A recently published review  by our Danish colleagues sums up the more recent trials on the subject of anaesthetic technique for endovascular treatments of ischaemic stroke. Previous publications, many of which are based largely on observational or retrospective data, have suggested harm from general anaesthesia (GA) for these procedures, when compared with conscious sedation (CS). In their review in Current Anesthesiology Reports, Rasmussen et al point to the fact that newer randomised data implies equipoise, showing similar outcomes in the CS and GA groups. This is in line with the findings of the AnStroke  trial, which we covered some time back in this article.
Interestingly, a recent review and meta-analysis  by Campbell et al arrived at a somewhat different finding. After including a broad spectrum of studies, they concluded that GA was associated with worse neurological outcome, when compared with CS. The bulk of their material consisted of the studies from the HERMES collaboration (MR CLEAN, ESCAPE, EXTEND-IA, SWIFT PRIME, REVASCAT, PISTE, and THRACE [3-9]). In these trials patients were randomised to either standard medical treatment or endovascular therapy, and assessed for neurological outcomes. They were thus designed primarily to evaluate the relative effectiveness of two different stroke treatment modalities, rather than the question of sedation vs. general anaesthesia. The choice of either GA or CS was at the discretion of the treating physicians. In other words, patients were not randomised with respect to anaesthetic technique. Regardless of the fact that differences in baseline characteristics and potential confounding factors were corrected for, the lack of randomisation concerning the question at hand is a weakness. The authors also acknowledge this limitation. When isolating the RCTs that randomised on the basis of GA vs CS (SIESTA, ANSTROKE and GOLIATH trials [10-12]), the results are more equivocal. These studies had a much stricter protocol regarding haemodynamic goals and sedation/anaesthesia techniques, which may have had a beneficial effect in the GA groups. In my mind this strengthens their validity when comparing with the HERMES studies. Furthermore, many of the observational studies may be hampered by a degree of selection bias in that the sicker patients a more likely to require GA in order to safely carry out the procedure.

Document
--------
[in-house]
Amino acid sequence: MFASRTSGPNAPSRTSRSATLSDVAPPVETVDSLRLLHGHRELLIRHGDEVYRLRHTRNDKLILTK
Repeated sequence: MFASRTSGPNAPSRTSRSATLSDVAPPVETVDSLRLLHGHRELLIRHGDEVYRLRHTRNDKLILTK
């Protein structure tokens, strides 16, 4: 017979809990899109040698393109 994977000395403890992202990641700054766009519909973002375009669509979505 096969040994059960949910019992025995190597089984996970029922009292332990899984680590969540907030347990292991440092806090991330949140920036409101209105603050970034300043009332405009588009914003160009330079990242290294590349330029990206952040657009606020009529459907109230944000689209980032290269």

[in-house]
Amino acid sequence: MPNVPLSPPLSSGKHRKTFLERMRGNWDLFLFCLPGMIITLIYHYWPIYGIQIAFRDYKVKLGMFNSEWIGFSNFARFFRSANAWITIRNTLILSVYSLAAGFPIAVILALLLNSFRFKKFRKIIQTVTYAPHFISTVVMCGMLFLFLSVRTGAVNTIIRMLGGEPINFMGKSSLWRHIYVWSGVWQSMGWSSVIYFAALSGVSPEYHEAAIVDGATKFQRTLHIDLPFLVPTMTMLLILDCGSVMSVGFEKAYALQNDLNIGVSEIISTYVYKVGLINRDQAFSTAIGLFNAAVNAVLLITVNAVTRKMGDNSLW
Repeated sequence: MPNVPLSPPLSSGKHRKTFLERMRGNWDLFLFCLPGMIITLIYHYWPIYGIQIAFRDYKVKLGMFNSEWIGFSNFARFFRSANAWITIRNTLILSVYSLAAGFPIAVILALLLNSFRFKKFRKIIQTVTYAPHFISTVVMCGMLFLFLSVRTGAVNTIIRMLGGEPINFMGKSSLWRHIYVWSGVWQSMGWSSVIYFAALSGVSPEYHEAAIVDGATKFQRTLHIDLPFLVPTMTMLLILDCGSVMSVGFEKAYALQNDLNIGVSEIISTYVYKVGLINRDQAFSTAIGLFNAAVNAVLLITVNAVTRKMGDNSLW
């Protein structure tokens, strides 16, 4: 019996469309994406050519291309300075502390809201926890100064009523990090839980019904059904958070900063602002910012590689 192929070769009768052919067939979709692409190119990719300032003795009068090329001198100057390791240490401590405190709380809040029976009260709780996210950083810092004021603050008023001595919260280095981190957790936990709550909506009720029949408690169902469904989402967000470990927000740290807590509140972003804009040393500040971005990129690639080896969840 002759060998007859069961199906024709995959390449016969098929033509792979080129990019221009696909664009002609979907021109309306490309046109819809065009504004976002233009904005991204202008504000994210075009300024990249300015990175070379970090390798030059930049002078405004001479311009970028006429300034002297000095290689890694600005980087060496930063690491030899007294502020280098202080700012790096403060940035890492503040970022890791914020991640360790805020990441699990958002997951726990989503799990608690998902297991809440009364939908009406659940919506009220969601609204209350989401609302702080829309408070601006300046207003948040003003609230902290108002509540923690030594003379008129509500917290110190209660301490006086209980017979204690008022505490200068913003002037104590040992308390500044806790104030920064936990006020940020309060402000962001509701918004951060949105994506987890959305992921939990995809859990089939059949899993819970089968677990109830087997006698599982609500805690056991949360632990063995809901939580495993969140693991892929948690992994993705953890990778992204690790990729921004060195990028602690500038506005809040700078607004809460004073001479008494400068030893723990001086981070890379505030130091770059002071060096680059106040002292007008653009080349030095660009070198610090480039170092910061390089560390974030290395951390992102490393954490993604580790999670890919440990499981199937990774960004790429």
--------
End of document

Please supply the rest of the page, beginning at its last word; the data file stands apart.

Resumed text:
It seems logical to most anaesthetists that choice of anaesthetic technique should be tailored specifically to the individual patient, for endovascular therapies as for any other procedure. Some of our more unstable patients, in whom we might fear potential airway compromise, hypoventilation or unwarranted intra-procedural movement, would in all likelihood be best served with GA. These findings from high-quality randomised prospective studies will hopefully put some of our doubts to rest and make us less reluctant to offer GA to patients in settings where we deem it to be the superior technique. Especially when it can be carried out in a prompt and protocolised manner, so as to safeguard the patient’s physiology and avoid delaying definitive treatment.